Its widest point is found between Western Australia and the Eastern coast of Africa, measuring almost 1,000 km (6,200 mi).

The Indian Ocean basin’s average depth is 3,741 meters (12,274 feet).

Its deepest spot is found in the Java Trench, also known as the Sunda Trench, at 7,450 meters (24,442 ft), off the southern coast of the island of Java (Indonesia).

The Arctic Ocean basin

Image: Encyclopædia Britannica, Inc.

The Arctic Ocean basin is the smallest of the world 5 oceans, and it is centred approximately on the North Pole.

The ocean is almost completely closed off by the landmasses of North America, Eurasia, and Greenland.

Although the Arctic Ocean basin is by far the smallest of Earth’s oceans, its area is about 14,090,000 square km (5,440,000 sq. mi) which is still five times larger than the Mediterranean, which is the largest sea. 

The deepest spot reached in Arctic waters is 5,502 meters (18,050 feet), but its average depth is much lower at 987 meters (3,240 feet).

The Arctic Ocean basin is different from the other basins in many ways: as mentioned above, it is encircled by land, and it has a cover of perennial ice. 

Its physical, chemical, and biological processes are therefore quite different from those in the adjacent Atlantic and Pacific Ocean basins. The ice cover, for instance, reduces the exchange of energy between ocean and atmosphere by about 100 times, and it lowers the penetration of sunlight, which is needed for photosynthesis.

Due to its peculiarities, the north polar region has been a subject of speculation for the first concepts of a spherical Earth and the Greeks had even theorized that north of the Arctic Circle there must be a midnight sun at midsummer, and darkness at midwinter.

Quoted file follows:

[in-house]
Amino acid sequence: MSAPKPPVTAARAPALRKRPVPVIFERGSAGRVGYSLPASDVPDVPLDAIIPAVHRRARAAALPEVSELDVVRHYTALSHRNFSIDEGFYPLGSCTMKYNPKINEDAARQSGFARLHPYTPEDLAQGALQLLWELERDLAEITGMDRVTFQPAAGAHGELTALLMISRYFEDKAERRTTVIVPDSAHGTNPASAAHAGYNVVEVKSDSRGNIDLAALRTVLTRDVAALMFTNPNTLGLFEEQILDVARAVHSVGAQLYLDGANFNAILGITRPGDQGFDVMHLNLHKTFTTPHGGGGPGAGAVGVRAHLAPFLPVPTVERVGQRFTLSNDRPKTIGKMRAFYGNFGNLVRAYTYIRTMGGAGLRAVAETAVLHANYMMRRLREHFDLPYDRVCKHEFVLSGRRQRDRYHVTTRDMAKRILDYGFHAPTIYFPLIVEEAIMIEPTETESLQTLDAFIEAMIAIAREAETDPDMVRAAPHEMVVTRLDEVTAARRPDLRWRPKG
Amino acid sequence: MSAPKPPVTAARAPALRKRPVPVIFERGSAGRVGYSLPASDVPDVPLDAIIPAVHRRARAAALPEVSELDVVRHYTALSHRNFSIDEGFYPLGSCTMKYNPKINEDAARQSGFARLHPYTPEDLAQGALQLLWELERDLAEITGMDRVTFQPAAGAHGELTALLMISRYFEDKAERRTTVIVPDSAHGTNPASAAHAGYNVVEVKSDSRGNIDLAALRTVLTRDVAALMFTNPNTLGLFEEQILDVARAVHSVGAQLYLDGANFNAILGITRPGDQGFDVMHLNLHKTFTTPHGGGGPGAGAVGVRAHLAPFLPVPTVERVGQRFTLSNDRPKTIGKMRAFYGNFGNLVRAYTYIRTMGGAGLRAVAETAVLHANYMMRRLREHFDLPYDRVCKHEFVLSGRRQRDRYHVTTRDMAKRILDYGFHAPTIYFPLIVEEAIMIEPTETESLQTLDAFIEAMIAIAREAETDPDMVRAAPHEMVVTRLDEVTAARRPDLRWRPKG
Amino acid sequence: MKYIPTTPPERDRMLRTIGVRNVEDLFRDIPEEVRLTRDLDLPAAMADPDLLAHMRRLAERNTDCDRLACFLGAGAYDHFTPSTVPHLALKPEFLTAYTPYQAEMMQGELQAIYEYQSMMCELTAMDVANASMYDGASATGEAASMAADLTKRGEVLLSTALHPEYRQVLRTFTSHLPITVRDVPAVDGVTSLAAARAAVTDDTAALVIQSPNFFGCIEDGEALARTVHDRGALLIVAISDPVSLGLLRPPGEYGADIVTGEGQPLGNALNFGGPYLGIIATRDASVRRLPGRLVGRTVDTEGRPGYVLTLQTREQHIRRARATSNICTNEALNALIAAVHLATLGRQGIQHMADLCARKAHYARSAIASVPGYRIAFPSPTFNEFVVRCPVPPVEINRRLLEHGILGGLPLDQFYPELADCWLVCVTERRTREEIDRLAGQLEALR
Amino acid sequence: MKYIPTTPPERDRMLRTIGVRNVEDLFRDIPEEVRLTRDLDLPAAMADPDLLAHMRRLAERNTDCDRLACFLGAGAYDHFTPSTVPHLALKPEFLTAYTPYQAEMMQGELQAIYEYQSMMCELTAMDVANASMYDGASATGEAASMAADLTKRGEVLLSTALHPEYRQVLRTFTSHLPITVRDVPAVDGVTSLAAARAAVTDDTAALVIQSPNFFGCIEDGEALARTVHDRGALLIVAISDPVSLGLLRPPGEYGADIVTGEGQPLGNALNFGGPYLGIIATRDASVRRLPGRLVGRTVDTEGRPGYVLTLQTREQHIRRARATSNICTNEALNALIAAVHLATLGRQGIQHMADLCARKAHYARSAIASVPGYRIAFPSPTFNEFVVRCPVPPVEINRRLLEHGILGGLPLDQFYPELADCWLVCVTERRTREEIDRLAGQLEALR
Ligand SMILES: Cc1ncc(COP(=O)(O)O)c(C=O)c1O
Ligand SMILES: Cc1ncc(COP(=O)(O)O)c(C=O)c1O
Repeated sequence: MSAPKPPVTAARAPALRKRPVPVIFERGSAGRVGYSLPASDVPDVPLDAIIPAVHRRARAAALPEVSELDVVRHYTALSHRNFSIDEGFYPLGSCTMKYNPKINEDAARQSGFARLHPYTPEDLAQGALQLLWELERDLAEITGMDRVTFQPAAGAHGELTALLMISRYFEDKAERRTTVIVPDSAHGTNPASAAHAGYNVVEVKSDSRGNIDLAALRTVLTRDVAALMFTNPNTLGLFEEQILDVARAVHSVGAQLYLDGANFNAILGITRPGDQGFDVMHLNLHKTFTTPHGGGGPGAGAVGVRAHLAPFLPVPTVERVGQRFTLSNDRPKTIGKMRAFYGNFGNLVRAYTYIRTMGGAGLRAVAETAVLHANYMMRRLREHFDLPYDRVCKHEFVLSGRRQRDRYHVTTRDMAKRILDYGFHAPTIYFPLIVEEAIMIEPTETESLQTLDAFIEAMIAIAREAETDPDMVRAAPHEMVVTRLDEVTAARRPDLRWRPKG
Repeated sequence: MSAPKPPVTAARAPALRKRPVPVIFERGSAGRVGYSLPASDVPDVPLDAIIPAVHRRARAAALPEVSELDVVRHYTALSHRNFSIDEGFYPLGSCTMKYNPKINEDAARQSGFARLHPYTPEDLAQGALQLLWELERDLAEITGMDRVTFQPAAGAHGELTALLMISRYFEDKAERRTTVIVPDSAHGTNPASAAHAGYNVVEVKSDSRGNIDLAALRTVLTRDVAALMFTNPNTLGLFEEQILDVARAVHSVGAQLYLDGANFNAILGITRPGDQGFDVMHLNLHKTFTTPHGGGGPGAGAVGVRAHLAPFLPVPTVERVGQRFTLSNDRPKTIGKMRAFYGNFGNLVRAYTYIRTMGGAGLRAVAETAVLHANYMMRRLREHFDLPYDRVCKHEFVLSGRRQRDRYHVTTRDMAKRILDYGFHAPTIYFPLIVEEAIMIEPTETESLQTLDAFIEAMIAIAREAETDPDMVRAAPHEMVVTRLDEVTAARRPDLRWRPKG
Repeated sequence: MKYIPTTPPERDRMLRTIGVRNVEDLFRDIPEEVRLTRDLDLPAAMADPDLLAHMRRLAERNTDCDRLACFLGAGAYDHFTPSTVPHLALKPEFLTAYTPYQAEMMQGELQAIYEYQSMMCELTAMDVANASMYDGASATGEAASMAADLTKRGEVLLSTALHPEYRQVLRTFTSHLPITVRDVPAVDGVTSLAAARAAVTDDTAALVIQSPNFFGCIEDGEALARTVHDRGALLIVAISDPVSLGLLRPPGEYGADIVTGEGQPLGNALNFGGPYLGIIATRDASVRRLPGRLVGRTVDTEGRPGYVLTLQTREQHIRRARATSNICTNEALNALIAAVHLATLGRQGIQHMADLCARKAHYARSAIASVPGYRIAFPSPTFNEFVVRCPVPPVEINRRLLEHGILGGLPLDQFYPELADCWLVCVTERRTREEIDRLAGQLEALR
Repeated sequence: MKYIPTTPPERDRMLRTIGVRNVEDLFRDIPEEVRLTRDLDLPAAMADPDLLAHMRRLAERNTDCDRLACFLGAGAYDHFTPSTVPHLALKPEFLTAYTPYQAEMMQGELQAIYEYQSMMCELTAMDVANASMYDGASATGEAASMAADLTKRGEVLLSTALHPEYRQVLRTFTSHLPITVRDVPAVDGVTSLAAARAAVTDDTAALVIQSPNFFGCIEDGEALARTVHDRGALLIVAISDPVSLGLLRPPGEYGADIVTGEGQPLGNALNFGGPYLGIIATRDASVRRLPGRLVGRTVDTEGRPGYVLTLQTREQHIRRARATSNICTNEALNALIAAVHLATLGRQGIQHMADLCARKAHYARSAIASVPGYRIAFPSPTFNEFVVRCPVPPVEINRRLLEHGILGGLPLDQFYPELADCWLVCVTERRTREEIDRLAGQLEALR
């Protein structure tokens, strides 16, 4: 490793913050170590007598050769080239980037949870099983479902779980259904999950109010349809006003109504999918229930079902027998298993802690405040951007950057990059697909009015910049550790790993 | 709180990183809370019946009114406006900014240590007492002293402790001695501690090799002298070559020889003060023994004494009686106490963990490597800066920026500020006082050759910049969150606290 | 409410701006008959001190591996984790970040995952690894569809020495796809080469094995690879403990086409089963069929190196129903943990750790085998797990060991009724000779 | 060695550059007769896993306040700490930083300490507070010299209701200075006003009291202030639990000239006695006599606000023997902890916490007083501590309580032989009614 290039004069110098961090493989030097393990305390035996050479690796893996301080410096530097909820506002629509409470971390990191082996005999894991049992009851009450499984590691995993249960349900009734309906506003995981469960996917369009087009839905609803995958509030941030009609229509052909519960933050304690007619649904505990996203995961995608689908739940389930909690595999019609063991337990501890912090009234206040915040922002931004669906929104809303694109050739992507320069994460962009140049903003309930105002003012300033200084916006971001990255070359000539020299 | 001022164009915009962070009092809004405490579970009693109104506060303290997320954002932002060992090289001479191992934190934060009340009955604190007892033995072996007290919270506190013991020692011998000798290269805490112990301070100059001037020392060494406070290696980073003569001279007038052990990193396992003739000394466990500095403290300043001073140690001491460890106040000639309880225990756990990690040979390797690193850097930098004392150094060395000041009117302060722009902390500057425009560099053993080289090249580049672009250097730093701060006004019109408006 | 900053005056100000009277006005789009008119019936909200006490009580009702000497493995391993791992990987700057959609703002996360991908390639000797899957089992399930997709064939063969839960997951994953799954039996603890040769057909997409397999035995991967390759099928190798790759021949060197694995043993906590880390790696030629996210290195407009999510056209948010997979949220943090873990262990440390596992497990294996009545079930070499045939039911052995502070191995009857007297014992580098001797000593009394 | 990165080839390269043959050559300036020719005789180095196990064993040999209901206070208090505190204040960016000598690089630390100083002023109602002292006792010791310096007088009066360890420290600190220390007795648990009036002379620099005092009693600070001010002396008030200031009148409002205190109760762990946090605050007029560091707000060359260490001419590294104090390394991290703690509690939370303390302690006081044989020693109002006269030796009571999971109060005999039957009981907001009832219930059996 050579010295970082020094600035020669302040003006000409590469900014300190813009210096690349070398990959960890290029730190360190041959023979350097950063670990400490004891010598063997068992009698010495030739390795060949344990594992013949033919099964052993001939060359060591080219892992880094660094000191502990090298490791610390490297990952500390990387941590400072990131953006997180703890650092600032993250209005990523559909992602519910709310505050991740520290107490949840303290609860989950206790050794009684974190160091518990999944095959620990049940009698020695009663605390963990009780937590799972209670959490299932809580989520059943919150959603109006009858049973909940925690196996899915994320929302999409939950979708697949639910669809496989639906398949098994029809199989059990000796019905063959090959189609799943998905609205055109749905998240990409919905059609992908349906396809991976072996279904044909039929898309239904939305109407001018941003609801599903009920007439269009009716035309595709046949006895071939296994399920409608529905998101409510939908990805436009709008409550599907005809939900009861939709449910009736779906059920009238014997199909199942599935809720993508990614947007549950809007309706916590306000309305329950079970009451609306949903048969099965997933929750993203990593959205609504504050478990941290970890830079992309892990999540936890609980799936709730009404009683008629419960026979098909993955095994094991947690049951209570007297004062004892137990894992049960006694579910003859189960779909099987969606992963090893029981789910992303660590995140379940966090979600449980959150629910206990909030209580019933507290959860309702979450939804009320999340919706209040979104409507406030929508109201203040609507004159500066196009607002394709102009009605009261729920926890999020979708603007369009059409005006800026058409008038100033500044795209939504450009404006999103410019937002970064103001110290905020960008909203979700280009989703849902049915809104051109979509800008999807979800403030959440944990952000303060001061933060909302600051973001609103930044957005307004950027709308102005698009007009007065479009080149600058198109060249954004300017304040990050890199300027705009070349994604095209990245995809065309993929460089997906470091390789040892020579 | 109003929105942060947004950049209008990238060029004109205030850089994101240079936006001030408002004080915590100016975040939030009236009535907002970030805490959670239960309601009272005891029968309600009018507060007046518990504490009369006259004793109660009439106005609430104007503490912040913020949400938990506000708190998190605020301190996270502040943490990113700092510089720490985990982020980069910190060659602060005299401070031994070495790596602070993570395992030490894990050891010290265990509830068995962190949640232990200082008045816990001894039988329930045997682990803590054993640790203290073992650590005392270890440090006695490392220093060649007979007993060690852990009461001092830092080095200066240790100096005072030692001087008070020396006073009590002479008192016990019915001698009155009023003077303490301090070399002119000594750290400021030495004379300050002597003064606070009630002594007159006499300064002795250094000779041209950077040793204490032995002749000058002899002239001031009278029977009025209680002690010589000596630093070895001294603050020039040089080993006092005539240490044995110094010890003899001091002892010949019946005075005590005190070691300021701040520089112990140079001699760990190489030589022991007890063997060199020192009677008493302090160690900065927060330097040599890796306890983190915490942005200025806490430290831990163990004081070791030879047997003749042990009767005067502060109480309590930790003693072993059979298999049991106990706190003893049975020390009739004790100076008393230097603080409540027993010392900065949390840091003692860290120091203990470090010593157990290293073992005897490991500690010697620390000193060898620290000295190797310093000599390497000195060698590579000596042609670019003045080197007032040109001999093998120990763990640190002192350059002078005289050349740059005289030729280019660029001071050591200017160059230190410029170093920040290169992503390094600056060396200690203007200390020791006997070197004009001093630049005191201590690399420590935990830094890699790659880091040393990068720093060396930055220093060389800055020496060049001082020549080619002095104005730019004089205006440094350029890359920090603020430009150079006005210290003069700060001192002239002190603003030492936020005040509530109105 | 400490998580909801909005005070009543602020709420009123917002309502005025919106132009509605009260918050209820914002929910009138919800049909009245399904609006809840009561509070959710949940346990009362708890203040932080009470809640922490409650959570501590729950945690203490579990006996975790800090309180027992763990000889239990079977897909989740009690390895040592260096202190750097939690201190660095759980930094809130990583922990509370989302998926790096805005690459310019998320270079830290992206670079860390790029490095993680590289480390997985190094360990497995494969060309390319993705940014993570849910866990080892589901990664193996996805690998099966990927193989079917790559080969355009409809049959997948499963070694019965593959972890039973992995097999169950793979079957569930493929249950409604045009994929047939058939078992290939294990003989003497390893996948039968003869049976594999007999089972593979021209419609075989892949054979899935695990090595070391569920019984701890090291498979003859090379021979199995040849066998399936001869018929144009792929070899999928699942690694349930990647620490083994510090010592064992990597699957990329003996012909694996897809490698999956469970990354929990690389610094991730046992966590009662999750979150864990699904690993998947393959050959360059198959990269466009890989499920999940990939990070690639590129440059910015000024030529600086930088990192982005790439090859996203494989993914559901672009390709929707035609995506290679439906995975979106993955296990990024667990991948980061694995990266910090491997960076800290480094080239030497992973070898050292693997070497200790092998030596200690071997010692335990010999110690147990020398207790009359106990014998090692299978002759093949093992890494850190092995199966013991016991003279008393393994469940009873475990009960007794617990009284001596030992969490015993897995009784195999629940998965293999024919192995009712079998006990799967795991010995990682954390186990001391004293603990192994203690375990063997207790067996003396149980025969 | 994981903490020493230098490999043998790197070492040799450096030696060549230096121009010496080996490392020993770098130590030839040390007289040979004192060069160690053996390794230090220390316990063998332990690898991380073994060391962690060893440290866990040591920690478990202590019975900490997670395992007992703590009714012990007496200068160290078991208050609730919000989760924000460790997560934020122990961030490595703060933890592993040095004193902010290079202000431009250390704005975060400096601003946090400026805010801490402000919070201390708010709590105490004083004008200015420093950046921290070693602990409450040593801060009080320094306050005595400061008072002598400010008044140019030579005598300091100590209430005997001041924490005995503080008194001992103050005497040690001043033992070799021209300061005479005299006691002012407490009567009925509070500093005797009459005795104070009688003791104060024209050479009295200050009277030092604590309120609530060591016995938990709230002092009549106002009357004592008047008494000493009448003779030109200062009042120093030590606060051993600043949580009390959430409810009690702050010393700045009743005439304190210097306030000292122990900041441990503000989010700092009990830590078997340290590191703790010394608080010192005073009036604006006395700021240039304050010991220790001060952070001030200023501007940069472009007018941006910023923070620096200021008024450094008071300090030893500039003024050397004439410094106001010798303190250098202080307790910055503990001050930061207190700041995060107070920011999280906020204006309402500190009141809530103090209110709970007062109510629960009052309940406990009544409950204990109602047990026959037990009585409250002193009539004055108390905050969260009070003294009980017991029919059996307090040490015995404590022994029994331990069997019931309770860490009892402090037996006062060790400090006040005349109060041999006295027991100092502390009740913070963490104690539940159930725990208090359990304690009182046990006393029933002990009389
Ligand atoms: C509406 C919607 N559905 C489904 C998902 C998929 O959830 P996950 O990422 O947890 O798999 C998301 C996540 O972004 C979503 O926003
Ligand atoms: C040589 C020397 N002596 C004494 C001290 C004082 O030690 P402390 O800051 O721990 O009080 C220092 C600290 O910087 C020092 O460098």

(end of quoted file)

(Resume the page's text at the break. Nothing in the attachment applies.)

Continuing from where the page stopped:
The Southern Ocean

Image: Encyclopædia Britannica, Inc.

The Southern Ocean basin, also called Antarctic Ocean basin, covers approximately one-sixteenth of the planet’s total ocean area.

The Southern Ocean basin is made up of the parts of the Global Ocean (made up of the Pacific, Atlantic, and Indian ocean basins) and surrounding Antarctica below 60° S.

It is unbroken by any other continental landmass. Its narrowest point is found between South America and the Arctic peninsula, and is known as the Drake Passage, measuring about 1,000 km (600 miles) in width. 

The Southern Ocean basin is slightly bigger in size than the Arctic Ocean basin: it covers 21,960,000 square km (8,479,000 square miles), holding 71,800,000 cubic km (17,226,000 cubic miles) of water. Its average depth is of 3,270 meters (10,728 feet) and its maximum depth, in the South Sandwich Trench, southeast of the island of South Georgia, is 7,432 metres (24,383 feet).

On the ocean floor, the continental shelf, in average about 260 km wide (160 miles), attains its maximum width near the Weddell and Ross seas, reaching more than 2,600 km (1,600 miles). There are oceanic basins farther north that are as much as 14,800 feet (4,500 metres) deep, defined by oceanic rises and often marked by ranges of abyssal hills.

Krill is the most important organism in the higher food chain in the Southern Ocean basin, and its waters favour the growth of diatoms and other single-celled plants. On the sea bottom, we find animals like hydrozoans, corals, sponges, bryozoans, sea spiders, isopods, polychaetes, eelpouts, sea snails, rat-tailed fishes, codlike fishes, hagfish, and skates.